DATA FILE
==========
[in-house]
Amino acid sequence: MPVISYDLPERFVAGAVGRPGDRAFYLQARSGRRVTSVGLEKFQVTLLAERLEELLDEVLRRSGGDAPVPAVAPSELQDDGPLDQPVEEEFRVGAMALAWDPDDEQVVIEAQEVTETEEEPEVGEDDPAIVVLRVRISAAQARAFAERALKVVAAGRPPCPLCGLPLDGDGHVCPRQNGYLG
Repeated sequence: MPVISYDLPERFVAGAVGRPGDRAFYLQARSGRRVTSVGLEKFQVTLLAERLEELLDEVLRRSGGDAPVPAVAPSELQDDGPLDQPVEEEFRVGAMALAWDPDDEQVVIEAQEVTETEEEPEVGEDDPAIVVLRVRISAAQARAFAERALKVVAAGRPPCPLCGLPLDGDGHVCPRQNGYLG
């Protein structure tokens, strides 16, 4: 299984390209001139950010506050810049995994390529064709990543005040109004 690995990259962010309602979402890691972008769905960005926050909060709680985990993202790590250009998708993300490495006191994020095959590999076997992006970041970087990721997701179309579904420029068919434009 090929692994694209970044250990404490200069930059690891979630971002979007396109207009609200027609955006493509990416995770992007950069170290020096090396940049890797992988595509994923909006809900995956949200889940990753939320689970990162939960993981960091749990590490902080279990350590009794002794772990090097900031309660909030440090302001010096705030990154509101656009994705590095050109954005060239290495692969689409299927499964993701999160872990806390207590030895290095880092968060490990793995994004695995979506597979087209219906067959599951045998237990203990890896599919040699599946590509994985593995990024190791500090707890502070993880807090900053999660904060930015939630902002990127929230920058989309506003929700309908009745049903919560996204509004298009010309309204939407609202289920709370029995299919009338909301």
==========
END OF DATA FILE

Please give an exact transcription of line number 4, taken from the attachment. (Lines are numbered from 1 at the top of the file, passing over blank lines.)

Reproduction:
């Protein structure tokens, strides 16, 4: 299984390209001139950010506050810049995994390529064709990543005040109004 690995990259962010309602979402890691972008769905960005926050909060709680985990993202790590250009998708993300490495006191994020095959590999076997992006970041970087990721997701179309579904420029068919434009 090929692994694209970044250990404490200069930059690891979630971002979007396109207009609200027609955006493509990416995770992007950069170290020096090396940049890797992988595509994923909006809900995956949200889940990753939320689970990162939960993981960091749990590490902080279990350590009794002794772990090097900031309660909030440090302001010096705030990154509101656009994705590095050109954005060239290495692969689409299927499964993701999160872990806390207590030895290095880092968060490990793995994004695995979506597979087209219906067959599951045998237990203990890896599919040699599946590509994985593995990024190791500090707890502070993880807090900053999660904060930015939630902002990127929230920058989309506003929700309908009745049903919560996204509004298009010309309204939407609202289920709370029995299919009338909301």